Wednesday, July 19, 2006

Criminals Using Text Messaging to Commit Cybercrime

If you receive a "text message" saying you've been signed up for a dating service (automatically billed to your cell phone) "take a deep breath" before following their instructions.

The Internet Crime Complaint Center (IC3) is reporting:

The FBI has been alerted to a newly discovered malware located at Malware is software designed to infiltrate or damage a computer system without the owner's consent.

The identified malware lures victims to the site through the receipt of an SMS message on their cellular phone. An SMS message is a Short Message Service that permits the sending of short messages, also known as text messages. The message thanks the recipient for subscribing to a dating service, which is fictitious, and states the subscription fee of $2.00 per day will be automatically charged to their cellular phone bill until their subscription is canceled at the online site.

Recipients visiting the site to cancel their subscription are redirected to a screen where they are prompted to enter their mobile phone number, then given the option to run a program which is supposed to remove their subscription to the dating service.

When the run option is selected on the Web site, the executable adds several files to the host and changes registry settings to open a backdoor port and lower Windows security settings. The host file is modified to prevent the victim from browsing to popular anti-virus Web sites. The executable also turns the infected computer into a "zombie" network, which can be remotely controlled by the hackers.

For the alert link, here.

In case, you are like me and need clarification on some of the "technical terms," here are descriptions. New terms for computer fraud, such as "vishing" come about all the time and it's hard for the average person to keep up.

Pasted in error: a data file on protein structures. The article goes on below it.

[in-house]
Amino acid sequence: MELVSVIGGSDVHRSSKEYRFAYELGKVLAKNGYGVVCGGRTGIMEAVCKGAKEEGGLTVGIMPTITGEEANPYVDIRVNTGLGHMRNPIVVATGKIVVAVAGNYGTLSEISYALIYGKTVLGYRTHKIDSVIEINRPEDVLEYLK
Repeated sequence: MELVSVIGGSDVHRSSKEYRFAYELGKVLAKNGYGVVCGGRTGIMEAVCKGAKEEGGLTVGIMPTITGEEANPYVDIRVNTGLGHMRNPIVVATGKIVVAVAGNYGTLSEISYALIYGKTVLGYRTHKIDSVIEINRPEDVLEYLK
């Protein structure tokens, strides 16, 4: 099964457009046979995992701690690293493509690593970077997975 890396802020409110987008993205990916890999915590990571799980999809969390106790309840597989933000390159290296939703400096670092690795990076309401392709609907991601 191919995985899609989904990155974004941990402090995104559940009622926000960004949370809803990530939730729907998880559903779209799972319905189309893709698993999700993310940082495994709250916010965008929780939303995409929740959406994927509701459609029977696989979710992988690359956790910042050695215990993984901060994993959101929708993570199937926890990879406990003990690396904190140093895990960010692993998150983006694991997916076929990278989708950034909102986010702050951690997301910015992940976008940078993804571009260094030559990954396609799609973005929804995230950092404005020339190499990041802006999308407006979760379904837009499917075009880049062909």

Wikipedia is probably the best (most up to date) reference (for new IT terms), I have found, thus far.

Malware is sometimes called crimeware and zombie networks (botnets) are known to be used by cybercriminals for nefarious purposes.

A keylogger could even be installed by visiting one of these "rogue websites." These programs record all the "keystrokes" on a computer and send them (electronically) to the person who installed them on a system. Keyloggers are actually legal and marketed as a means to spy on your loved ones, or anyone else. Criminals use them to record your access information to financial accounts and then steal the money out of them.

If you spot this activity - besides taking a deep breath and not following through with the request - the best thing to do is report it. You can report it to the Internet Crime Complaint Center (IC3), here.

The sad thing is that those of us who know - often just ignore the attempt - which leaves those of us (who don't know) vulnerable.

1 comment:

prying1 said...

re: quote - The sad thing is that those of us who know - often just ignore the attempt - which leaves those of us (who don't know) vulnerable. - end quote -

To quote Glumfeather, "Too true, too true!"

(Chronicles of Narnia - The Silver Chair - )